DIRECTOR: Quentin Tarantino
KEY ACTORS: Kurt Russell, Zoe Bell, Rosario Dawson, Vanessa Ferlito, Rose McGowan
IMDB SCORE: 7.0
ROTTEN TOMATOES SCORE: 65%
SEX SCORE: 2/5
✔️ Easily passes the Bechdel test – it’s a Tarantino script so there is a lot of talking about, well, everything and there are eight key female characters so it definitely passes.
❌ I’m going to say not rewatchable – I bought it when it came out but the DVD was deep in the cellar so I clearly didn’t watch it that often!
❌ I don’t want to fuck the cast – they’re hot but no. They’re not real enough!
❌ And no, not sex positive. The women may chat easily and freely about sex and appear to enjoy full and consensual sex lives…but they’re either brutally murdered or have to kill to avoid brutal murder. It doesn’t take much psychoanalysis to see a problem here!
✔️ BUT, this film did inspire sexual fantasies. Unexpectedly so. It’s the lap dance scene. It’s just so hot!
As always, this contains spoilers so watch the film before you read on…
STREAMING: Not available on usual streaming services, but can be rented from Microsoft for £2.49 or £7.49. For a full list of streaming options, check out JustWatch.com
[Content warning: violence towards women]
Without really meaning to (although you can be pretty certain that I’ll carry on the trend now that I’ve spotted it!), I’ve ended up doing 3 good films for every bad one. It’s become a pattern – 3 films that score more than 2.5 followed by one that scores less, and so on, which means we were due a rant! And as the recent release of Once Upon A Time in Hollywood means that Quentin Tarantino and his views of women have flooded my timeline, I thought I’d write about one of his films.
I’m generally a fan of Quentin Tarantino’s movies – I’m actually writing this while watching Pulp Fiction – but I think it’s not possible to deny that they’re problematic. They may be clever and groundbreaking and inspiring to future generations of movie makers and they may have become part of our popular culture, but they undoubtedly glamorise crime and violence. And, honestly, Tarantino does have a problem with women. Don’t @ me – this is a statement, not a question.
But. But. I chose Death Proof as the host for my upcoming Tarantino rant for more reasons that simply because it has a majority female cast. This is mainly a blog series about sex and the impact that different movies had on me and my sexuality, and I cannot deny that the lap dance in the middle of Death Proof is hot. It’s fucking hot. It made me look at myself differently. It made me look at many things differently.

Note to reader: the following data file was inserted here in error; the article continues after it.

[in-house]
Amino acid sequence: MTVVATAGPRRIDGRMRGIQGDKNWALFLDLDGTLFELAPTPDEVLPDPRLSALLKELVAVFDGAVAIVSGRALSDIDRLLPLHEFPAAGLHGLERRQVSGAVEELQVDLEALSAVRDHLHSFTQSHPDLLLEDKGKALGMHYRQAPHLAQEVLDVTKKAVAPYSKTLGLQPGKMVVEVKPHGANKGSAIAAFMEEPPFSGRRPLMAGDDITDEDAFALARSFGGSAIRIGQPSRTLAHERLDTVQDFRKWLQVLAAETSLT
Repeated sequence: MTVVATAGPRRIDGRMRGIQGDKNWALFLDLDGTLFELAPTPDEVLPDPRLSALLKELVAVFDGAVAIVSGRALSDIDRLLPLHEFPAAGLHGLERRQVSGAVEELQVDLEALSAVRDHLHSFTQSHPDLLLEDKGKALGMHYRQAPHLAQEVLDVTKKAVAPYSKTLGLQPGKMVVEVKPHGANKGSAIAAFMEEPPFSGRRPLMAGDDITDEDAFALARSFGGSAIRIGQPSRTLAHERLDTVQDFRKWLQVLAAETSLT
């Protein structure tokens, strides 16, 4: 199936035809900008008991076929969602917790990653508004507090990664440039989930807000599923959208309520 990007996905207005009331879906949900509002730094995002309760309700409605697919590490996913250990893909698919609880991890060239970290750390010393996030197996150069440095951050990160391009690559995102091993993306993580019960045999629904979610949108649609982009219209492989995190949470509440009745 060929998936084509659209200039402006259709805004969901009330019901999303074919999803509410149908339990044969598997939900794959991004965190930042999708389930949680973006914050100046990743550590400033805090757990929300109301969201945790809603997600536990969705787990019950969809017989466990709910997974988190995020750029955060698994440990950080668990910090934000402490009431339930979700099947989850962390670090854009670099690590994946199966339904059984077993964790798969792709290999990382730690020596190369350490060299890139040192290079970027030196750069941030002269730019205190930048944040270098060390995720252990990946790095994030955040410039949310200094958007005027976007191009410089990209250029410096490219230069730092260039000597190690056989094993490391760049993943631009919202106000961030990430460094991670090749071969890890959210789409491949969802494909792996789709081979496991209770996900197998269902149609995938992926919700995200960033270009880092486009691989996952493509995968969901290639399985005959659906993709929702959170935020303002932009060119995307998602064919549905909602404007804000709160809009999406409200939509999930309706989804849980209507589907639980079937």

I’m definitely straight. I’d say I’m a Kinsey 1 – I can appreciate how beautiful and sexy women can be, but I’m not interested in fucking them. I’m rarely even curious, although there are notable exceptions. And this lap dance is one of those exceptions.
It’s slow and lazy and indulgent, and I wanted to be Stuntman Mike (Kurt Russell) receiving the lap dance and Arlene (Vanessa Ferlito) giving it. I wanted so much to be that cool and sexy and to be that free and confident with my body. She’s wearing flip flops, for fucks sake! 22 year old me who saw this movie when it was released only knew how to be sexy in heels and tight dresses. The women in this film, particularly Arlene, were hot in a way that soaked all the way through them, and I was so jealous.
I thought about that lap dance for a long, long time after I saw it. Having seen a friend receive a lap dance at a private party, I’ve realised that my fascination with them is mostly because they’re just incredibly hot – performative, exhibitionist, sensual, and watching from a disconnected position as I did both at the party and in the film is also voyeuristic and I love that too!
But I also wondered if I could ever be like that; if I could be that sexy and that cool. I was envious and it was that envy almost more than any arousal that meant I could not take my eyes off Arlene as she danced, and why I couldn’t stop thinking about it, and perhaps why I bought the DVD at all. And then, years later, I read the cool girl monologue from Gillian Flynn’s Gone Girl and I understood.
‘Being the Cool Girl means I am a hot, brilliant, funny woman who adores football, poker, dirty jokes, and burping, who plays video games, drinks cheap beer, loves threesomes and anal sex, and jams hot dogs and hamburgers into her mouth like she’s hosting the world’s biggest culinary gang bang while somehow maintaining a size 2, because Cool Girls are above all hot…I’d want to sit these men down and calmly say: You are not dating a woman, you are dating a woman who has watched too many movies written by socially awkward men who’d like to believe that this kind of woman exists and might kiss them.’
I know this isn’t a huge revelation in the grand scheme of things, and I was probably quite slow to come to this realisation, but the clarity that came over me as soon as I realised that Tarantino is the archetypal socially awkward man was so freeing. He almost literally wrote the movie that spawned the cool girl phenomenon!
In 2007, I was still at university and had spent the entire time hopelessly in love with drum and bass DJs and stoners who, well, weren’t right for me! The contrast between who I am and who I was trying to be is almost laughable now but I wasted so much of my early twenties trying to be noticed and trying to be cool, and that lap dance was the perfect representation of everything I wanted to be.